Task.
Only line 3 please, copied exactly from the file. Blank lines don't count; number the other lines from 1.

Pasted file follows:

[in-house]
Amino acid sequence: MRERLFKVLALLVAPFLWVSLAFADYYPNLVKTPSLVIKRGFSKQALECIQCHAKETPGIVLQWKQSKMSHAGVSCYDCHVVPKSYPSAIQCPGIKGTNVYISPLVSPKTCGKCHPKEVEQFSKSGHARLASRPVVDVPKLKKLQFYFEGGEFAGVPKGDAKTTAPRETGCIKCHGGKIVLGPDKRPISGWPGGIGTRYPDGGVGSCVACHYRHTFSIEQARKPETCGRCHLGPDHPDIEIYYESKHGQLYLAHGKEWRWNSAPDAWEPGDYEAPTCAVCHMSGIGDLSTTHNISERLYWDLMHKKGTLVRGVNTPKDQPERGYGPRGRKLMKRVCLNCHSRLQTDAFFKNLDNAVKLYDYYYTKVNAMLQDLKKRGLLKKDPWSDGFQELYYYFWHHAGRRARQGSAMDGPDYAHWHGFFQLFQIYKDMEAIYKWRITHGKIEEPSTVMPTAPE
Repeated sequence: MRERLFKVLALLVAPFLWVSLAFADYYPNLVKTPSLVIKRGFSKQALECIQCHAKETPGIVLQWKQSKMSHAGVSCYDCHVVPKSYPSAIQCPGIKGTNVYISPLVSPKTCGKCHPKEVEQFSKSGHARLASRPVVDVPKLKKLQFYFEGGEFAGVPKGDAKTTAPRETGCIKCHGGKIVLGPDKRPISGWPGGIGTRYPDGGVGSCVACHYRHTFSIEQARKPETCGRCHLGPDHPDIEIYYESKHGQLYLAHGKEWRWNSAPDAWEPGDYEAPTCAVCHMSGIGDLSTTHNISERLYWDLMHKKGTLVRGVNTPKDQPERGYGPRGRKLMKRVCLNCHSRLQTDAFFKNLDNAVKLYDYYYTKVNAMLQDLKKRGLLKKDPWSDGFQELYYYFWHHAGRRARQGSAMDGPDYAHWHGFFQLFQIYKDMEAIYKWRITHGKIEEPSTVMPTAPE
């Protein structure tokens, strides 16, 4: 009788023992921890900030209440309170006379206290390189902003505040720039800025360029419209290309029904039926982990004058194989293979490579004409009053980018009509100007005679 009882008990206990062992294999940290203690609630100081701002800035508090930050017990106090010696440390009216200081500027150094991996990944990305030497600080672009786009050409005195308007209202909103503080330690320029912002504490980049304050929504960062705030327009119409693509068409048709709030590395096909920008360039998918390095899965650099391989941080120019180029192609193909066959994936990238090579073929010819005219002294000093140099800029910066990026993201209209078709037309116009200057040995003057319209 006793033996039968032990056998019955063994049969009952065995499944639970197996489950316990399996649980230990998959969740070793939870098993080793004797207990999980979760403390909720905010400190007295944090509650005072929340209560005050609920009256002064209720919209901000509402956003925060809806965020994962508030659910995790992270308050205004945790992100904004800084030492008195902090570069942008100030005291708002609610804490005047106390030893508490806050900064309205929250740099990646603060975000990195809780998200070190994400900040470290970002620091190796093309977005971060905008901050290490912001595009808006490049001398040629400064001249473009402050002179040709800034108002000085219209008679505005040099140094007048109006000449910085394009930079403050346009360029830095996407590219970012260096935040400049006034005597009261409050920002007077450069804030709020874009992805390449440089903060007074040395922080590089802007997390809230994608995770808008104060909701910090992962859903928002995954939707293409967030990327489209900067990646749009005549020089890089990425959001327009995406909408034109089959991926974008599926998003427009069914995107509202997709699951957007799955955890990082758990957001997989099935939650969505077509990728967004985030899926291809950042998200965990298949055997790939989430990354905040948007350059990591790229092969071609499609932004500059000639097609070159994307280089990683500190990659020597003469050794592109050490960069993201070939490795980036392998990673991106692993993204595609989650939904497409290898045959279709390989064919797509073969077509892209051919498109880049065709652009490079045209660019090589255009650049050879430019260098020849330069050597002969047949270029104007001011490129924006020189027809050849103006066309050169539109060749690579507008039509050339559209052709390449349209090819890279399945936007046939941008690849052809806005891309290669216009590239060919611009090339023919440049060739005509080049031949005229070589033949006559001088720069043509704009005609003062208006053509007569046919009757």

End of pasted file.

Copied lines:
Repeated sequence: MRERLFKVLALLVAPFLWVSLAFADYYPNLVKTPSLVIKRGFSKQALECIQCHAKETPGIVLQWKQSKMSHAGVSCYDCHVVPKSYPSAIQCPGIKGTNVYISPLVSPKTCGKCHPKEVEQFSKSGHARLASRPVVDVPKLKKLQFYFEGGEFAGVPKGDAKTTAPRETGCIKCHGGKIVLGPDKRPISGWPGGIGTRYPDGGVGSCVACHYRHTFSIEQARKPETCGRCHLGPDHPDIEIYYESKHGQLYLAHGKEWRWNSAPDAWEPGDYEAPTCAVCHMSGIGDLSTTHNISERLYWDLMHKKGTLVRGVNTPKDQPERGYGPRGRKLMKRVCLNCHSRLQTDAFFKNLDNAVKLYDYYYTKVNAMLQDLKKRGLLKKDPWSDGFQELYYYFWHHAGRRARQGSAMDGPDYAHWHGFFQLFQIYKDMEAIYKWRITHGKIEEPSTVMPTAPE